Parshat Vayelech marks the transition from Moshe to his prize student, Yehoshua. They are such different leaders, even though they have similar experiences.
For example, when Moshe has to cross the Yam Suf with the Jewish People, he does it by his mighty staff. (Exodus 13:17 – 15:21)
In contrast, Yehoshua has to cross the Jordan with the Jewish People. He tells the Jewish People, we can cross the Jordan only when there is a representative of every tribe. That begins the process with the Aron Brit HaShem, with the Ark of the Covenant. (Joshua 3:11-13)
Moshe formalizes a relationship between God and the Jewish People on Mount Sinai; Moshe is alone. (Exodus, Chapters 19-20)
When Yehoshua formalizes a relationship between God and the Jewish People, he tells the Jewish People that they must part of that covenant. They will have to agree to certain norms and mores, and as part of this covenant, they will have to state that they are committed to it. (Joshua, Chapter 24)
When Moshe becomes the leader, God tells him, “Shal na’alecha me’al raglecha”. Take off your shoes. (Exodus 3:5)
Shoes represent someone who treads in the everyday. God is making clear to Moshe, ‘You are going to be the leader of the Jewish People. You are not going to tread in the everyday.’
When Yehoshua becomes the leader, God tells him, “Shal na’alcha”, take off one shoe. (Joshua 5:15)
As the second leader of the Jewish People, you will be part of the everyday. But you will also be a spiritual oasis; you won’t be part of the everyday. You will have to tread between two paradigms at the same time.
Moshe has a prayer, “Az Yashir Moshe”, that he leads, and then the Jewish People follow. (Exodus 15:1-19)
Yehoshua’s prayer is “Aleinu Le’shabe’ach”, ‘we will pray together’. (Teshuvot HaGe’onim, Sha’arei Teshuva, Chapter 43)
They are different paradigms of leadership.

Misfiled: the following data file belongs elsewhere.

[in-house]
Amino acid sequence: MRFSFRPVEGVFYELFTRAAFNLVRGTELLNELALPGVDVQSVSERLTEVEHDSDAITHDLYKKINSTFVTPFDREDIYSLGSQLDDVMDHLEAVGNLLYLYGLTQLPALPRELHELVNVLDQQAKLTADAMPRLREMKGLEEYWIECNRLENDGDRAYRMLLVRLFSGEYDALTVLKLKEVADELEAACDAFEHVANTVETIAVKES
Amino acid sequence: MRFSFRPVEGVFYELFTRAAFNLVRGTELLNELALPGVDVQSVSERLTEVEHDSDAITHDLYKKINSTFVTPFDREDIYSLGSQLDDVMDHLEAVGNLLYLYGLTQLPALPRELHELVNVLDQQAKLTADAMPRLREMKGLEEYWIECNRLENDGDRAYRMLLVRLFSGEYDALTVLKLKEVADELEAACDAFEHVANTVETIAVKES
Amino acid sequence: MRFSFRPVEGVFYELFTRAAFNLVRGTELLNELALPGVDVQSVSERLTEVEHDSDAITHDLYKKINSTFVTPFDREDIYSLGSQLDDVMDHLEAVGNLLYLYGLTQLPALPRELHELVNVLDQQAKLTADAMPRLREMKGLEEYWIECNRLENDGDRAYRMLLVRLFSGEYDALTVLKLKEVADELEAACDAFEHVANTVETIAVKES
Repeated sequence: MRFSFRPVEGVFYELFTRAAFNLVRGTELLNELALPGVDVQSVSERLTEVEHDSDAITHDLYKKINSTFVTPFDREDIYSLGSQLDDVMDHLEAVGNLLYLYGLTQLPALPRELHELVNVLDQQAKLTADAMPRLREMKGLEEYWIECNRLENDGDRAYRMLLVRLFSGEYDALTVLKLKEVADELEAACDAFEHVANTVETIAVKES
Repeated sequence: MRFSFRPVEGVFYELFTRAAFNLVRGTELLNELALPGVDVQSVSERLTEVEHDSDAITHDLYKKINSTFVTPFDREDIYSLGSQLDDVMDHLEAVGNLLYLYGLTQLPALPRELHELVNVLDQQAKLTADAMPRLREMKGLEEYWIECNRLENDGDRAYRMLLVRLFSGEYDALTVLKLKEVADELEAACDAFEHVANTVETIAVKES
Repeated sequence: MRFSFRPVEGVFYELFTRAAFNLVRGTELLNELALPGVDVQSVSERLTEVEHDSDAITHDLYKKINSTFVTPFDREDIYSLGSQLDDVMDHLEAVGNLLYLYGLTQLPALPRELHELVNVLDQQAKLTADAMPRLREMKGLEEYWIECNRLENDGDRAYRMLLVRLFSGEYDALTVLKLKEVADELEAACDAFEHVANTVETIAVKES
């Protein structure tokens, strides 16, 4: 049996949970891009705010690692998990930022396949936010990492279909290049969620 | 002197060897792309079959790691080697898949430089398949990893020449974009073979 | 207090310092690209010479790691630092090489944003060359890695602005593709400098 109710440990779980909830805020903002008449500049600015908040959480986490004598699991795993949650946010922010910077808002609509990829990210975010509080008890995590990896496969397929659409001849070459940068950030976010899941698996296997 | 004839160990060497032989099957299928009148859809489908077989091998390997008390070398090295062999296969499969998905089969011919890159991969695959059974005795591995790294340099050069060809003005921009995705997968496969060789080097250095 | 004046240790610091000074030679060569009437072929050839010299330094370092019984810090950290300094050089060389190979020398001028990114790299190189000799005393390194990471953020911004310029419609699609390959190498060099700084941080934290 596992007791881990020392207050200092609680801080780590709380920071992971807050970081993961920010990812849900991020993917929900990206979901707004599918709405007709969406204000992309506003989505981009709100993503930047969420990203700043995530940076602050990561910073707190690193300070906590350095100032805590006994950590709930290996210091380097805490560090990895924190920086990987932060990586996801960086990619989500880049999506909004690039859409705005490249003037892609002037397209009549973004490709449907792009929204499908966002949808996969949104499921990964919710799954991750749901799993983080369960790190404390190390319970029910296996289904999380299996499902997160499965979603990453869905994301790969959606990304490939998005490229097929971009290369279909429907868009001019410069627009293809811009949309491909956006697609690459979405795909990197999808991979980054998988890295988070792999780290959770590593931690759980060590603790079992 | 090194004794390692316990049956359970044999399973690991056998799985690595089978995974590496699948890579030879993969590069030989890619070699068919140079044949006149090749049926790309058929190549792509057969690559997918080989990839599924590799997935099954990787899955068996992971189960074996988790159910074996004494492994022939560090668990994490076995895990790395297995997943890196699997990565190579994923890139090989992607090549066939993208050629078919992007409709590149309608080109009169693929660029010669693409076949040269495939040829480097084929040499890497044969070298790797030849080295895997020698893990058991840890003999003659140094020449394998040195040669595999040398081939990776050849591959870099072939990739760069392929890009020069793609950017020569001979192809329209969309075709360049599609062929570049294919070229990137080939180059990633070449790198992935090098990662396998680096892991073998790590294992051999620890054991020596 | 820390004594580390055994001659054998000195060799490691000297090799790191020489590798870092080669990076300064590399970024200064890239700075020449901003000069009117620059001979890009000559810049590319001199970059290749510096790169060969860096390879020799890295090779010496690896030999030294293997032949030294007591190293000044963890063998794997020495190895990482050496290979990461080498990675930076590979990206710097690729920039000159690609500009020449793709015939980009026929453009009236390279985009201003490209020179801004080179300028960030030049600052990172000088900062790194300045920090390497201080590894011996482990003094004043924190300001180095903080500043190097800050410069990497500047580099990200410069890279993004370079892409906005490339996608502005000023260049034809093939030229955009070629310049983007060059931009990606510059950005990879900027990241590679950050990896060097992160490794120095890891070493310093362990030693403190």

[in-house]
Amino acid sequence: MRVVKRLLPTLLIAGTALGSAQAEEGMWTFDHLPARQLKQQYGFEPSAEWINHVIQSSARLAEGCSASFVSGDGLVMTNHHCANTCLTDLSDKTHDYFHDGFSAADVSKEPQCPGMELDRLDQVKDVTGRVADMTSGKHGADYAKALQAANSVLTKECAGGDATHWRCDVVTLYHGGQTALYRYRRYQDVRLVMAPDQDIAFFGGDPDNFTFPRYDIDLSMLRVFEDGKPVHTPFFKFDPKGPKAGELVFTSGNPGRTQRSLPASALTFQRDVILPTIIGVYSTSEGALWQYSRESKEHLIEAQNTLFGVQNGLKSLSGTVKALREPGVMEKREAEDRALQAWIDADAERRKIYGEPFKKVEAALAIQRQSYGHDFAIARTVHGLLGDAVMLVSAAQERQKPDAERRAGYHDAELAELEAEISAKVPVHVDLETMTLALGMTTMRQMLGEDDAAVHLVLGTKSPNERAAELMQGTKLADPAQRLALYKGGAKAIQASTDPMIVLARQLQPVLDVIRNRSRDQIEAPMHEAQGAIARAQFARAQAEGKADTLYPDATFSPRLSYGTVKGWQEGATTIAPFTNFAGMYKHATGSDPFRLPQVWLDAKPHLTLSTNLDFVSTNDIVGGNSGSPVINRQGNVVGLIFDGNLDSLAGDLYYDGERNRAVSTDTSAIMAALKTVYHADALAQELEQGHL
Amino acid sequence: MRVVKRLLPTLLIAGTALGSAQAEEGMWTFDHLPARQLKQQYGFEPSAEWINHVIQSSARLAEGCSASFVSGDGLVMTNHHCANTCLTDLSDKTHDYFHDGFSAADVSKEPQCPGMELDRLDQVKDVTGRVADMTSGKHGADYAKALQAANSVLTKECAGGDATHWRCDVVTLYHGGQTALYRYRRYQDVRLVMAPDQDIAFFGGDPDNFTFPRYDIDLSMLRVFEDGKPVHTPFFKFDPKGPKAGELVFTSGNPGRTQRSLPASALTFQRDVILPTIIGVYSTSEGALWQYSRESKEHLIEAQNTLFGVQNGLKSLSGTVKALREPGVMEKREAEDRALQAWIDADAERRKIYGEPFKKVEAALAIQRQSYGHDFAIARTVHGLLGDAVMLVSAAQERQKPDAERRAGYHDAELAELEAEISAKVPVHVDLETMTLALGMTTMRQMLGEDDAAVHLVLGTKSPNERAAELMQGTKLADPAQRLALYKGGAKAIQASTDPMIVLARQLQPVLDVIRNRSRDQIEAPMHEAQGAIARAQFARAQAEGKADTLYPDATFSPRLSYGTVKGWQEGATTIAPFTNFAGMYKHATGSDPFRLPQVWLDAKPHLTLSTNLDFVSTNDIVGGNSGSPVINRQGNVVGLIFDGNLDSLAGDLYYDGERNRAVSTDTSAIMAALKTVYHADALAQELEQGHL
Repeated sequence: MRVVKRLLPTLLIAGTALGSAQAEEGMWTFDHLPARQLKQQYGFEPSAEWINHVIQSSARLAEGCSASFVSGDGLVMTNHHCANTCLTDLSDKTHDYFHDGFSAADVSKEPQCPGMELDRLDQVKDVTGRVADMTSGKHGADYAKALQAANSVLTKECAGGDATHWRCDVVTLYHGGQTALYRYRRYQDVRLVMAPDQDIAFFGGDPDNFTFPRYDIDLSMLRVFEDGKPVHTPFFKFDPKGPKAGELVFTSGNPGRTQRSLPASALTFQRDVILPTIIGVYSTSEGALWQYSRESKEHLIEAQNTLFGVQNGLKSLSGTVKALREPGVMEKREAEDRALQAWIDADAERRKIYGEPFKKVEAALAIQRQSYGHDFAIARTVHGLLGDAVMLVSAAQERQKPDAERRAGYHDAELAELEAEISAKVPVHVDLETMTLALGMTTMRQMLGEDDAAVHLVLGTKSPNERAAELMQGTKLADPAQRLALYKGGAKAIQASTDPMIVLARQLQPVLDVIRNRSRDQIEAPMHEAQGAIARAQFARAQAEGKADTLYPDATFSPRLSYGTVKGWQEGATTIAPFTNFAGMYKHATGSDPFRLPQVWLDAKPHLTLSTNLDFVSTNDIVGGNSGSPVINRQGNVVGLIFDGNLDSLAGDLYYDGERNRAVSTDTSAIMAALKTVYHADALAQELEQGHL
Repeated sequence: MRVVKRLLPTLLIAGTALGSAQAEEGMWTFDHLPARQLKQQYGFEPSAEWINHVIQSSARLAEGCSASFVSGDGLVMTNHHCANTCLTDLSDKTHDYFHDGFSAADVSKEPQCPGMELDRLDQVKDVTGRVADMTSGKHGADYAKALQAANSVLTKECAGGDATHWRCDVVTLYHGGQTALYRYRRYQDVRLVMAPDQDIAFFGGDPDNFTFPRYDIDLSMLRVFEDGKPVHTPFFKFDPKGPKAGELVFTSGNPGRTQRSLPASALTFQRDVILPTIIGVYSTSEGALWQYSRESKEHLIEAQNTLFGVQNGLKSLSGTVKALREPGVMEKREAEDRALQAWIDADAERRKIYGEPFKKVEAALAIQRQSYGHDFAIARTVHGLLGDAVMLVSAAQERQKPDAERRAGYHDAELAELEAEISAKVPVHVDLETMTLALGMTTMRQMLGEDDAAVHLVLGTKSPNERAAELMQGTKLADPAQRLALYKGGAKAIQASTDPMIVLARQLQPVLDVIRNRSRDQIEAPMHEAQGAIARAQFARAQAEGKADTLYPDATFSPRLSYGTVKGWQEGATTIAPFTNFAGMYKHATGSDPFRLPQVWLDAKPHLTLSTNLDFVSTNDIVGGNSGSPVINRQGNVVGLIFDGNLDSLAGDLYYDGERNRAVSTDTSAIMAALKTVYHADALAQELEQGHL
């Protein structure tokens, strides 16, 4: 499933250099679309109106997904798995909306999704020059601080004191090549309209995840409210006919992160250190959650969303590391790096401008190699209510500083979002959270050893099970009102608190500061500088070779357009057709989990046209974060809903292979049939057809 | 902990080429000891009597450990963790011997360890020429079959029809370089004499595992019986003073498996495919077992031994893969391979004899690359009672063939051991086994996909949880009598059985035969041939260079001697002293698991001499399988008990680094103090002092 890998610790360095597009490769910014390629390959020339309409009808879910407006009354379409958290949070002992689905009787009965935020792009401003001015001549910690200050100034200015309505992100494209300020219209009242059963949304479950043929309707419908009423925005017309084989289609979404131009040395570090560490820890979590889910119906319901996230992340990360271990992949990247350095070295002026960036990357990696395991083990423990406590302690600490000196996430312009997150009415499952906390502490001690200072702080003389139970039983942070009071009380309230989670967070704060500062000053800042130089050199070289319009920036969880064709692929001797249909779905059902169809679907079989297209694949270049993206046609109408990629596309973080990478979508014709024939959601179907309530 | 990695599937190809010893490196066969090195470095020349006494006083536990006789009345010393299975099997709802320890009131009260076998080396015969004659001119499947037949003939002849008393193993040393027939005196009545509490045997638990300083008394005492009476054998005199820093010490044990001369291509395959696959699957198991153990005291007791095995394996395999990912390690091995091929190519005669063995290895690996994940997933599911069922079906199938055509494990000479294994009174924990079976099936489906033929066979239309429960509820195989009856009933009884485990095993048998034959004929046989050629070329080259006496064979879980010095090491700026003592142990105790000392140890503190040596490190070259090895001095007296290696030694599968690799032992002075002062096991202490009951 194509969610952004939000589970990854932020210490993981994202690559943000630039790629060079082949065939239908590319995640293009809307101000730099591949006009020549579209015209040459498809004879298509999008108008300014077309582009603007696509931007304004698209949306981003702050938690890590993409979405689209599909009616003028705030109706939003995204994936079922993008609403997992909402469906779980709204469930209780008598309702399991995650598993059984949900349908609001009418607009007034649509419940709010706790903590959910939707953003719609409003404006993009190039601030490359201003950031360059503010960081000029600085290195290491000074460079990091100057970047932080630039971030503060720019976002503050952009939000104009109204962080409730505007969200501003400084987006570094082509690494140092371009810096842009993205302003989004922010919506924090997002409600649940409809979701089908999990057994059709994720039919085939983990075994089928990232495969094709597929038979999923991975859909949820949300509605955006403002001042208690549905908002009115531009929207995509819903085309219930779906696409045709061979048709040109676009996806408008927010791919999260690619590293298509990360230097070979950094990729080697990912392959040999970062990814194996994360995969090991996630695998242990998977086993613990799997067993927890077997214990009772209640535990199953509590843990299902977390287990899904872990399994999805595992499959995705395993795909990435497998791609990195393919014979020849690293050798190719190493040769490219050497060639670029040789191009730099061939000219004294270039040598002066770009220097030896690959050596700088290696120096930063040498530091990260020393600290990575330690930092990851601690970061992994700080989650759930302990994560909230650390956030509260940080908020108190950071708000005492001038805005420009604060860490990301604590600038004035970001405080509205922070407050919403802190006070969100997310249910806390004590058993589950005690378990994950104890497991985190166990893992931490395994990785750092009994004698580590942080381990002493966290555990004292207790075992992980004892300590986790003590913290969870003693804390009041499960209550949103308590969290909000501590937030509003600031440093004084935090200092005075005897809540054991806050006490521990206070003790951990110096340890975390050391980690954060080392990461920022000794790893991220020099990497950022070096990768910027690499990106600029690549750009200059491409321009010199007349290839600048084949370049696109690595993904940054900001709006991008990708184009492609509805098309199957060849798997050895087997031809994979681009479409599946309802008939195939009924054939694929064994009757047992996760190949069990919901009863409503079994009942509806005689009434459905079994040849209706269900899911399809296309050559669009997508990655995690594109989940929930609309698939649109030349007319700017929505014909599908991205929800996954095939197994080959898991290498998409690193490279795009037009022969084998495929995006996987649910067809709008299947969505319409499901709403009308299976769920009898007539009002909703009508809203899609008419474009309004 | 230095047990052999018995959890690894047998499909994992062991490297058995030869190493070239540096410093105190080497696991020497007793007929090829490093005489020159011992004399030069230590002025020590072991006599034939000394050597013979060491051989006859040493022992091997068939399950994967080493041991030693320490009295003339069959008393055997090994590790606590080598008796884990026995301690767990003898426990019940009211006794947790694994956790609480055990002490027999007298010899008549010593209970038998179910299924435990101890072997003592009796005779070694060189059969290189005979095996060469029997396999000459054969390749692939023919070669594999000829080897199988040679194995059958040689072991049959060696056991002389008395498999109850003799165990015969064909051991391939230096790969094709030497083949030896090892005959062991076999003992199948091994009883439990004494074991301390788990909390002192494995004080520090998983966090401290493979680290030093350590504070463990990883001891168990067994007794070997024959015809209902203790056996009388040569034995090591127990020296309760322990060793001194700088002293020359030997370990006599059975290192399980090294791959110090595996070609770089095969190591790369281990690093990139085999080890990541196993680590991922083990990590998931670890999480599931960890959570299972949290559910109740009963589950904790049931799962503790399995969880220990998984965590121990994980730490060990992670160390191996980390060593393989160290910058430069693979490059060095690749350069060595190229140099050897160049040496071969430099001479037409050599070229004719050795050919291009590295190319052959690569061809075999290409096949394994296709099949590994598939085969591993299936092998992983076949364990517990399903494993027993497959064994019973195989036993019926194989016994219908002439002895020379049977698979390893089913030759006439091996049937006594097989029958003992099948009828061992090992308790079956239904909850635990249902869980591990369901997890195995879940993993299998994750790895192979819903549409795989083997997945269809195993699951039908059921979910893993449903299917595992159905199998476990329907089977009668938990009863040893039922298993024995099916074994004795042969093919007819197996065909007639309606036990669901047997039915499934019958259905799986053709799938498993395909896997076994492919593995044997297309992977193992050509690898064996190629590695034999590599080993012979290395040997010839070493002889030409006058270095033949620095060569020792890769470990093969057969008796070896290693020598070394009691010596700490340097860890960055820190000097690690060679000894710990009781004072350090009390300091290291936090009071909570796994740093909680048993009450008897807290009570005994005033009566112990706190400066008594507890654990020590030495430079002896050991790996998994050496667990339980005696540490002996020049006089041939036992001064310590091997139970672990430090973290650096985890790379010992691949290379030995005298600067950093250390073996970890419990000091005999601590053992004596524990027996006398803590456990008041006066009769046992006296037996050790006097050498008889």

The paradigm of Moshe’s leadership is necessary to move the Jewish People from a slave mentality to a nation of destiny. Yehoshua’s leadership is necessary to move the Jewish People to a paradigm in which they enter the land and they will be able to engage in partnership and collaboration.
We live in a world of “Yehoshua”, where we are all leaders in our own lives and in the lives of our families and our communities. It is not about one person, but about the capacity to work together, to engage – like Yehoshua – in a partnership: to cross the body of water together, to tread by wearing one shoe on and one shoe off, to say a prayer such as “Aleinu Le’shabe’ach”, which emphasizes the need for all of us to collaborate.
We’re told in the Gemara:
פני משה כפני חמה; פני יהושע כפני לבנה
Moshe’s face radiates like the sun; Yehoshua’s face radiates like the moon.
(Bava Batra 75a)
At first glance, it seems like Moshe is the most powerful leader, while Yehoshua is a minor leader. But there is a different, deeper message here.
When you go out in the sun, all you see is the sun. That was Moshe. All you saw when Moshe led was the fact that he needed to do everything.
But when you go outside at night and you see the moon, you also see all the stars around the moon. Yehoshua’s paradigm of leadership was one in which he collaborated with others to move ideas forward.
As we are in the middle of the high holiday season and we refocus on our lives and what we want to accomplish, let us remember it is the Yehoshua paradigm of leadership that ultimately succeeds in bringing the Jewish People into the Land of Israel.
It is a paradigm of partnership and engagement, a paradigm of leadership that the Jewish People did not rebel against even once. It is the Yehoshua paradigm of leadership that we need to implement in our lives, in the lives of our children and family, and in our communities.
Shabbat Shalom and G’mar Chatima Tova.